Well, the launch would be streamed on my laptop, and since I knew I could connect to my wifi from my back deck I thought … might as well go out to see if I can see it.  For the record, sometimes you don’t know what to look for until you see it … sometimes you don’t even know where to look.  That’s my excuse for almost missing it.  I was sure that the rocket would only be visible at a point where a tree would block my view.  So I was hanging over one edge of the deck to look around it, seeing nothing, nothing at all.  I gave that about 15 seconds (which is a long time in a launch) and sighed thinking my shot was missed.  I stepped off the edge of the deck, turned to look at my laptop and ….

Wow!

By the time I saw it, the rocket was directly in front of my house (though about 100 miles west).  The first stage was just separating.  This made the single white line puff wide and expand.  Soon, the second stage plume, much wided and growing ever wider in the lighter atmosphere, bloomed open.  I could clearly see the first stage as it emptied the last of it’s fuel and spinning behind it’s partner.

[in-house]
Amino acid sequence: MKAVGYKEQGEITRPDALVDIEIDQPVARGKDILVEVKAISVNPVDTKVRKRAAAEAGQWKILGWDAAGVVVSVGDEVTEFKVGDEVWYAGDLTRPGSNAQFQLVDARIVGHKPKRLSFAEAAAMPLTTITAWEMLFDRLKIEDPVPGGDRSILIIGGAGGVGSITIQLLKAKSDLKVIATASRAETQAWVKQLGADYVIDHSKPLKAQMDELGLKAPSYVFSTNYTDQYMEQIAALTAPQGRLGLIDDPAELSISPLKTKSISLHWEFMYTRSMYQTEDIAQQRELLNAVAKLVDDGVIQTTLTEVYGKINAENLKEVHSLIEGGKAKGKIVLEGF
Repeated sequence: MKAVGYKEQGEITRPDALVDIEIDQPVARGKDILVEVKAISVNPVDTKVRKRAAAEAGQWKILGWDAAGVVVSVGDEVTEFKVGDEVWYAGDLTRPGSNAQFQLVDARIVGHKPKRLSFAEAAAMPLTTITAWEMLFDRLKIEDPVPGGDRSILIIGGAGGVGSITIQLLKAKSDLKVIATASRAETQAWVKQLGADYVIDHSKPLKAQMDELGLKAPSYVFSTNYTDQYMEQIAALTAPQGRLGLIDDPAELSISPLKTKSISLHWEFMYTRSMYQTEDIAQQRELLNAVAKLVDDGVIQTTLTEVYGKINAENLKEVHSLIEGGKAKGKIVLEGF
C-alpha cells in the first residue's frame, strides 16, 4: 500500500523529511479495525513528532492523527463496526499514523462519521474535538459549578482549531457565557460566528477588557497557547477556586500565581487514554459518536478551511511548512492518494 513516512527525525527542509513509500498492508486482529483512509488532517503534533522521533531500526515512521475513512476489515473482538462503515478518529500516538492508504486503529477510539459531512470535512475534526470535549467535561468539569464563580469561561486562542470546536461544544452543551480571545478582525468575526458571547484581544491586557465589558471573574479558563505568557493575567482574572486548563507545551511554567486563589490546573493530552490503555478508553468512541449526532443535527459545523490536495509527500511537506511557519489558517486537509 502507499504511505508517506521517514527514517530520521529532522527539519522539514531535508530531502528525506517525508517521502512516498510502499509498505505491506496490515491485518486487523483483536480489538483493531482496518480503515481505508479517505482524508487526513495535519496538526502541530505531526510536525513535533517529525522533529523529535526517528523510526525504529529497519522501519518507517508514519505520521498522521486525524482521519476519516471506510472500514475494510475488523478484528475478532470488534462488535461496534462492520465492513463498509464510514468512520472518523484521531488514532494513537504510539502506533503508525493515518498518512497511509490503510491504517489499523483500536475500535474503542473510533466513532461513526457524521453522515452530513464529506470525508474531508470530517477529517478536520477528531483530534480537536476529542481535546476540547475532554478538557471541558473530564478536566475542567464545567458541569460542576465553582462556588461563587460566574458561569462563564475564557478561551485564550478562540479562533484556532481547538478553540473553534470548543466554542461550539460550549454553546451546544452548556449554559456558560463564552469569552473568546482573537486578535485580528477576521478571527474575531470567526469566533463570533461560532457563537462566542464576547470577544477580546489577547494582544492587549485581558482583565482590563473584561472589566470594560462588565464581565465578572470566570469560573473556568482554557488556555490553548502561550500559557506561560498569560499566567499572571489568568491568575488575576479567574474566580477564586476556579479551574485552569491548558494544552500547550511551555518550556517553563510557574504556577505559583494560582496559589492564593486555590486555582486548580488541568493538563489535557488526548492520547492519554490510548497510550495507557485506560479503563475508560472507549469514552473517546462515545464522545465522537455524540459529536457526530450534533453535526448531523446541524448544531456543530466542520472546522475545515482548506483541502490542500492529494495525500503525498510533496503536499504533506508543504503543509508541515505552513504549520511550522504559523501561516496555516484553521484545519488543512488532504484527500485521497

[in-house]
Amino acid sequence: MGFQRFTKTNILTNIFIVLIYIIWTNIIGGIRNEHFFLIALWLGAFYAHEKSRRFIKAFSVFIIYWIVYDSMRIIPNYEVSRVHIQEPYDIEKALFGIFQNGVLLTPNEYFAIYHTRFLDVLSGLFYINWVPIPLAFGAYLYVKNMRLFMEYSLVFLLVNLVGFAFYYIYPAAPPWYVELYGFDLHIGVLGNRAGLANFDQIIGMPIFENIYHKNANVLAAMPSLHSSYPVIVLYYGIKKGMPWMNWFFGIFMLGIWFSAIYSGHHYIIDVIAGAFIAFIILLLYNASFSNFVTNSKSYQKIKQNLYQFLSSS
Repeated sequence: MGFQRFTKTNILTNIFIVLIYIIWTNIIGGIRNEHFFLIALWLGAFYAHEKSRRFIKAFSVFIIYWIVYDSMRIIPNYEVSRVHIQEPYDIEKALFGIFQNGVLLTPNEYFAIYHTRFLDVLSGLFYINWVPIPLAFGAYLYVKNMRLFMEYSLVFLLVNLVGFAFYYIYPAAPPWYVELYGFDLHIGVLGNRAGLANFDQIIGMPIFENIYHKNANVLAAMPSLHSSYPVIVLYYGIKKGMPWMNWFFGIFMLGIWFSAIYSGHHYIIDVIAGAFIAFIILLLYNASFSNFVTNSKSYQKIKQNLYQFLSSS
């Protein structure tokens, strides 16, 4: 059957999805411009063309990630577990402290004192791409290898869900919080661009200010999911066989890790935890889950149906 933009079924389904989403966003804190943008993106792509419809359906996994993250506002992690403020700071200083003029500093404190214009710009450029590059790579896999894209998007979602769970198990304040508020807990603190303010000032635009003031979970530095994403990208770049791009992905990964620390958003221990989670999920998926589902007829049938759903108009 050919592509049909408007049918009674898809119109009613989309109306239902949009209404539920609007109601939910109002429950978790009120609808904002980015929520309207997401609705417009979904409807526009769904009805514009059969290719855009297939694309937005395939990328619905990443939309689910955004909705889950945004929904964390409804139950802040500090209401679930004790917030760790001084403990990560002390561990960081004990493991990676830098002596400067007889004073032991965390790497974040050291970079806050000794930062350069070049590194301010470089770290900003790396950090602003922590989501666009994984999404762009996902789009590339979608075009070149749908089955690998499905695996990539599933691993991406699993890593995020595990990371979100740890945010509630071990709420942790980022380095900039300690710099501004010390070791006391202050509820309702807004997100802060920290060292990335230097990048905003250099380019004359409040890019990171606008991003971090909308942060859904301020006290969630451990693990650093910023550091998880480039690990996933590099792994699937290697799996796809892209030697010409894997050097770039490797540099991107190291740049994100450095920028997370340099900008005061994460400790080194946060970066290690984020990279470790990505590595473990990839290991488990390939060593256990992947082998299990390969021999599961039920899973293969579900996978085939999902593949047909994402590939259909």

This was about the time I realized I left my phone in the house … and I had seconds to get it and start taking pictures.

IMG_2364

IMG_2368

Now, Los Angeles, being Los Angeles, went into full freak-out mode.  Some stated that it was a UFO.  Some thought North Korea were bombing us.  Some even blamed Canada.

I drank my wine, and enjoyed the view.

For what it’s worth, there are some great pictures of it out there on the intraweb; and even better theories.  So if you found this at all cool, it’s worth doing a little more of a search to see what’s out there.